It's a girl,girl,boy,girl...! Baby boom at two-zoo partnership
July 27, 2018 by Janet Mcconnaughey
About a year after moving into spacious new digs in New Orleans, African animals are doing just what officials from two zoos had hoped when they created the forested paddocks: being fruitful and multiplying. Seven antelope have given birth, at least one more female is pregnant and others may be.
The small herds wander in 3- to 46-acre (1.2- to 19-hectare) swaths of forest, marking a partnership between the Audubon Zoo in New Orleans and San Diego Zoo Global. The zoos' Alliance for Sustainable Wildlife is aimed at preserving endangered species and producing popular species for zoos.
It's housed at the Audubon Nature Institute's Species Survival Center in New Orleans, where the first hoofed animals arrived last spring and summer.
"Because we're closed to the public, it offers a place that's a lot quieter" than zoos, and large enclosures allow more natural, larger herds than most zoos can keep, said Michelle Hatwood, the center's curator.
So far, seven baby antelope have been conceived and born at the center: two sand-colored sable antelope, two shy eland, two striped bongo and a yellow-backed duiker. All but the sable are females. One giraffe has gotten pregnant since arriving, while three arrived pregnant and delivered healthy boys. The four antelope species have 6- or 9-month gestations, but it will be a while before the next giraffe calf—their pregnancies can last up to 15 months.
In addition, another sable antelope is pregnant and some bongo and eland may be, Hatwood said.
The two older giraffe youngsters, born just a month apart, hang out together, at times so close they almost appear to be one two-headed animal. The youngest is still nursing but sometimes tags after the big kids.
Endangered okapi, the giraffe's only living relative, are the only non-participants in the baby boom. The female just reached sexual maturity, and there hasn't been a chance to introduce her to either male, said Hatwood.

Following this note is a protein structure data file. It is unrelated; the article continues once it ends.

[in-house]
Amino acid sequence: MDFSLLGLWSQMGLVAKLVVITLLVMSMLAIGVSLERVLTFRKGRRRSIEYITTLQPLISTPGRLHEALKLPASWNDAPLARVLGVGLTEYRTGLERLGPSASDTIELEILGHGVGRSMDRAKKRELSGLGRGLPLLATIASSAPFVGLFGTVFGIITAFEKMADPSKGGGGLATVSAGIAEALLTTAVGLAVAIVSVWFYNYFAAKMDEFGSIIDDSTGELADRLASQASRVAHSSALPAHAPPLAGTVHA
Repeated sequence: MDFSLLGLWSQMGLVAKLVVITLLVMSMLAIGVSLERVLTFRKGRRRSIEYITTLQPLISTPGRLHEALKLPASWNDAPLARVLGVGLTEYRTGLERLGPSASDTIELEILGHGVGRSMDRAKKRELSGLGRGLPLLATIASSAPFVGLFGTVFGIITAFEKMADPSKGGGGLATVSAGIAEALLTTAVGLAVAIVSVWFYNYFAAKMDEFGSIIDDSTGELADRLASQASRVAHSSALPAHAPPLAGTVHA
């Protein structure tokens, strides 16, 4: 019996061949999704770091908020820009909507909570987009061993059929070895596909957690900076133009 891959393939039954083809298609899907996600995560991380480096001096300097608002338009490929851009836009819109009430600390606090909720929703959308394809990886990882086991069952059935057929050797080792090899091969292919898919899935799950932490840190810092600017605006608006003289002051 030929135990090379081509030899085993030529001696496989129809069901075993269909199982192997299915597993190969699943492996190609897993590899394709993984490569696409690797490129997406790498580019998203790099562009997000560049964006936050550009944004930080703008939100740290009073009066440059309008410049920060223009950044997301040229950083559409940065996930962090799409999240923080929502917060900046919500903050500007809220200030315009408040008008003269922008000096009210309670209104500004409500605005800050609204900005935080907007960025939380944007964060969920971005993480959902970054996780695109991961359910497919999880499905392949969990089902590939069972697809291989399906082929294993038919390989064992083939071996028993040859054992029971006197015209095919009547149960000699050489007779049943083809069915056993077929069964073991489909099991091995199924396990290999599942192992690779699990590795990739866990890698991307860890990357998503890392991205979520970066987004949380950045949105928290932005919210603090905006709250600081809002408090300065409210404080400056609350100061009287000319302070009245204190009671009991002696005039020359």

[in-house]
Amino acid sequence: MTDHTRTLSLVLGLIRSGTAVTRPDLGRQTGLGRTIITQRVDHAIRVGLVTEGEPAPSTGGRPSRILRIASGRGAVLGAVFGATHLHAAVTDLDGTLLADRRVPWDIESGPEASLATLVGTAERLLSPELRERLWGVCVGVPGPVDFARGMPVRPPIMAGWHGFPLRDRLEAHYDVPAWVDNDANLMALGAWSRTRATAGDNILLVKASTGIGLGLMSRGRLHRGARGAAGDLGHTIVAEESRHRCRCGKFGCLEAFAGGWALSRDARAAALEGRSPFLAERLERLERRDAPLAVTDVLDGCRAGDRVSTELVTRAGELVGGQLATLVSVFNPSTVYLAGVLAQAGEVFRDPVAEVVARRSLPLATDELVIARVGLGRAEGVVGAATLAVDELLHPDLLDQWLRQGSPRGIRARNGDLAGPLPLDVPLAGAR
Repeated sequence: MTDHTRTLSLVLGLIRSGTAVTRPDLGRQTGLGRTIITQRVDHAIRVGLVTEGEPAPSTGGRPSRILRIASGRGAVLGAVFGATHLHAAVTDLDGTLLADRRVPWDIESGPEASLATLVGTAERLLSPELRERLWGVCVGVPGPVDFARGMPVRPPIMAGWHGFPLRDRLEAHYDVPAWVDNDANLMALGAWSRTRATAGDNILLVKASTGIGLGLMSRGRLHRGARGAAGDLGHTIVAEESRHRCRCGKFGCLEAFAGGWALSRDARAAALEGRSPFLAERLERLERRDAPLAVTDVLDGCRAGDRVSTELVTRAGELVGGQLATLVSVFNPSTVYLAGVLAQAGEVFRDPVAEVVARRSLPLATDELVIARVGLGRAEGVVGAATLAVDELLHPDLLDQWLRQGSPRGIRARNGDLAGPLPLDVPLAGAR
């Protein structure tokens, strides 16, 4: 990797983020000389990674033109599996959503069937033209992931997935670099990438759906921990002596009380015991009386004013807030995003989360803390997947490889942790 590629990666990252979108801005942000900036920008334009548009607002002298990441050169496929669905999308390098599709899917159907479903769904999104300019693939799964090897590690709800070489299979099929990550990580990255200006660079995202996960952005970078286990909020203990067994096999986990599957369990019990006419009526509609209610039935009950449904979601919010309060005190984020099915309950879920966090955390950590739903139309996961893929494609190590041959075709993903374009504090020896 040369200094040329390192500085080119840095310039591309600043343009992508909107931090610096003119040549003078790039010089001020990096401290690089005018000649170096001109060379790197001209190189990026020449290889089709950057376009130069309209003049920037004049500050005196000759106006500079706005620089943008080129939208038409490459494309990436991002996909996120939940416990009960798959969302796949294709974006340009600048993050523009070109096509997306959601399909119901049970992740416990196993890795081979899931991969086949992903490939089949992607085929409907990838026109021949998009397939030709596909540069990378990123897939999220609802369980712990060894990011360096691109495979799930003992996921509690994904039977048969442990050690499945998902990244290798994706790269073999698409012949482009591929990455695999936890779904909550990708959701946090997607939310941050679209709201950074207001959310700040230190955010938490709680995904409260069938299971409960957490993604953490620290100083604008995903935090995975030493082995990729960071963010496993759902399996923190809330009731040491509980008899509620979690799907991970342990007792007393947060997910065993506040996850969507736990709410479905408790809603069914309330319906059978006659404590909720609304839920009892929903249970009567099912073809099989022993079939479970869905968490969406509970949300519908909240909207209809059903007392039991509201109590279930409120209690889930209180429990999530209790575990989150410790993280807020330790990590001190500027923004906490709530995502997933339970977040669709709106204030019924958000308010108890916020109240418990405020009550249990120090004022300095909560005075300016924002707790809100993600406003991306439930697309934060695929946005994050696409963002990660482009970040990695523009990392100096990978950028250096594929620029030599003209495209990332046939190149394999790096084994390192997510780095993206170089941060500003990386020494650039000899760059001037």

Since both sable babies are males, they'll grow up black, with tricolor Mohawk manes, long, backward-curving horns, and white faces with a black stripe down the middle. At present, they're a pale tan that blends into undergrowth. The older one's horns were just starting to bud in late June; the younger was still being kept hidden by his mother.
The eland tended to hide out in the woods, their tall pale forms blending into the branches.
The bongos are Eastern bongo, a critically endangered subspecies.
"For a long time they were extinct in the wild. But because zoos kept them alive, there are currently 100 Eastern bongo in Kenya," Hatwood said.
Where the babies go will depend on the species survival plan the Association of Zoos and Aquariums has for each animal, Hatwood said in an email. Genetics, medical history and behavior are among considerations when the plans' managers decide if an animal will be used for breeding or just for exhibits, and where they'll go.
If any reach breeding age before that decision, they'll be moved to a different paddock to prevent inbreeding, she said.
"We are lucky to have a lot of space and different enclosures that are suitable to house a variety of species, so we can move animals between herds easily," Hatwood wrote.
A few tiny herds of African antelope have a new home on ranges in New Orleans, and zookeepers hope they will take advantage of the extra space away from curious crowds of humans to relax and reproduce.
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